The ALVIN submersible begins its descent to the bottom. Photo #5.
2006 May 21
1878 thumbnail picture
Bacterial mats, mussels, and tubeworms are common at cold seeps. This image from Atwater Valley site 340 in the Gulf of Mexico was captured with a downward-looking camera mounted on the ALVIN.
2006 May 21
1879 thumbnail picture
This photomosaic is a careful compilation of multiple images taken of a mussel bed with the downward looking camera on the ALVIN. This is only a small part of the entire mussel mosaic.
2006 May 21
1880 thumbnail picture
A small orange crab near a few scattered tube worm individuals at 2180 meters depth in Atwater Valley.
2006 May 21
1881 thumbnail picture
A large galatheid crab clings to coral stalks.
2006 May 21
1882 thumbnail picture
Small naturally-occuring oil droplets that have seeped through the sediment.
2006 May 8
1883 thumbnail picture
Just after starting the ascent to the surface, ALVIN captured this image of a coral garden with galatheid crab and large anemones.
2006 May 21
1884 thumbnail picture
The front of the ALVIN submersible up against a rocky outcrop with tubeworms and mussels scattered along the base. On the front of the submersible, in the "basket", are two mussel pots with a series of twelve sediment cores in between.
2006 May 9
1885 thumbnail picture
Encounters of the third kind. A brave octopus fights off an alien intruder. This stunning octopod, Benthoctopus sp., seemed quite interested in ALVIN's port manipulator arm. Those inside the sub were surprised by the octopod's inquisitive behavior.
2006 May 31
1886 thumbnail picture
Scientists discovered several communities of football-sized mussels, Bathymodius brooksi, at Mississippi Canyon 853 during ALVIN dive 4178. This is the biggest B. brooksi specimen ever collected. Upon close inspection, you may be able to see stains from the oil that is sometimes found in the sediment around seeps.
1887 thumbnail picture
Sailor's delight - watching the mesmerizing motion of dolphins playing in the bow wave of the ATLANTIS II.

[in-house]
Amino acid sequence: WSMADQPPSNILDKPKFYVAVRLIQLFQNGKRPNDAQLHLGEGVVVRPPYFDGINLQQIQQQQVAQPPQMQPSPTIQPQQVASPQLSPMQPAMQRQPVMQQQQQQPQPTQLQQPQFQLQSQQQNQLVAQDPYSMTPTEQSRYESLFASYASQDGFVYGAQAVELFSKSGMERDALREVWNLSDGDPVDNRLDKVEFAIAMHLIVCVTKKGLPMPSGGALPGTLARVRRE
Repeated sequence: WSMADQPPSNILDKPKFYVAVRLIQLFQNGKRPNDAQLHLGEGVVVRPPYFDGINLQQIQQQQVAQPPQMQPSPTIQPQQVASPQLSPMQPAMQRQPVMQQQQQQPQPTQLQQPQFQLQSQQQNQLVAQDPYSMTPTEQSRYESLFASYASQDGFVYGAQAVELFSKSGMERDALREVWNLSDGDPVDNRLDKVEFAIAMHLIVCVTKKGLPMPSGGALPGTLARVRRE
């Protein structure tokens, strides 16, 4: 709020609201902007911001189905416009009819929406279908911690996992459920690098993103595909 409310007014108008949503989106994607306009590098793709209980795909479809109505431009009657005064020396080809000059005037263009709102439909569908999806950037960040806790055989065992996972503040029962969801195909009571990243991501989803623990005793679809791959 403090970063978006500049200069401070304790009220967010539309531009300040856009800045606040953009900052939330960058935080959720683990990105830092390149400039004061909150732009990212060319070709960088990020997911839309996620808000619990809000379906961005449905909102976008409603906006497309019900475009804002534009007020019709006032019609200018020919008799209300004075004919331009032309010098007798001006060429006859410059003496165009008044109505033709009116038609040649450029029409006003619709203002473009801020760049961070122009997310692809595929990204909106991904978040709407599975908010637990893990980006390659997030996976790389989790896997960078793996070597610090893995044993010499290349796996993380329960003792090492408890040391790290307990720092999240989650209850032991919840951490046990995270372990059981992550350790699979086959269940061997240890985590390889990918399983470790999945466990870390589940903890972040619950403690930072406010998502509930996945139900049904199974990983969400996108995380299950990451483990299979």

1888 thumbnail picture
Not a moment is wasted on modern oceanographic ships. Beam trawl being conducted at night off the WHOI research vessel ATLANTIS II.
1889 thumbnail picture
Sea snail observed by ROV. Possibly a Midas slit shell.
South Carolina, Blake Plateau area 2004 August 24
1890 thumbnail picture
Sea snail observed by ROV. Possibly a Midas slit shell.
South Carolina, Blake Plateau area 2004 August 24
1891 thumbnail picture
This was the largest colony of white bamboo coral (Keratoisis flexibilis) observed on the expedition. It measured approximately 4 feet wide and 3 feet tall.
Florida Straits 2005 November 9
1892 thumbnail picture
The cup sponge Hyalonema sp. The cup sponge is a type of glass sponge with a stalk of long glass spicules supporting the "goblet" head. Glass sponges are some of the oldest colonial animals (metazoans) on Earth, arising after bacteria and single-celled organisms.
Florida Straits 2005 November 9
1893 thumbnail picture
An orange Lophelia discovered during this expedition.
Florida Straits 2005 November 20
1894 thumbnail picture
Closeup view of the white bamboo coral (Keratoisis flexibilis) showing the coral 's extended feeding polyps. This coral and other filter feeders orient so that they are perpendicular to the current, positioning themselves to be in the flow of food carried in the current.
Florida Straits 2005 November 9
1895 thumbnail picture
The lovely slit shell, Perotrochus amabilis, inhabits a rubble strewn area between 850 and 700 feet depth along the Tennessee Bioherm 1, a mound that extends from the sea bottom at a depth of 1,000 feet to within 550 feet of the surface.
Florida Straits 2005 November 19
1896 thumbnail picture
At 66 meters depth on McGrail Bank, this field of red algal coralline nodules is covered with the red platelike alga Peyssonnelia inamoena and representatives of of the brown algal genus Dictyota.
Gulf of Mexico 2003
1897 thumbnail picture
A single colony of bright-white Lophelia pertusa coral. Lophelia requires hard substrate for attachment and growth and this large boulder provided the necessary substrate. A variety of anemones share this habitat.
Gulf of Mexico 2003 September 23
1898 thumbnail picture
Most algae need a hard substrate upon which to anchor with their holdfast. In silty mud bottoms they must compete for space on available shell debris with other organisms , as shown here by the red alga Graciliara blodgettii at 100 meters depth on McGrail Bank.
Gulf of Mexico 2003
1899 thumbnail picture
Some areas of Bright Bank are blanketed by dense mats of the spongy green alga Codium repens as shown here at 60 meters depth.
Gulf of Mexico 2003

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Last Updated:
May 12, 2014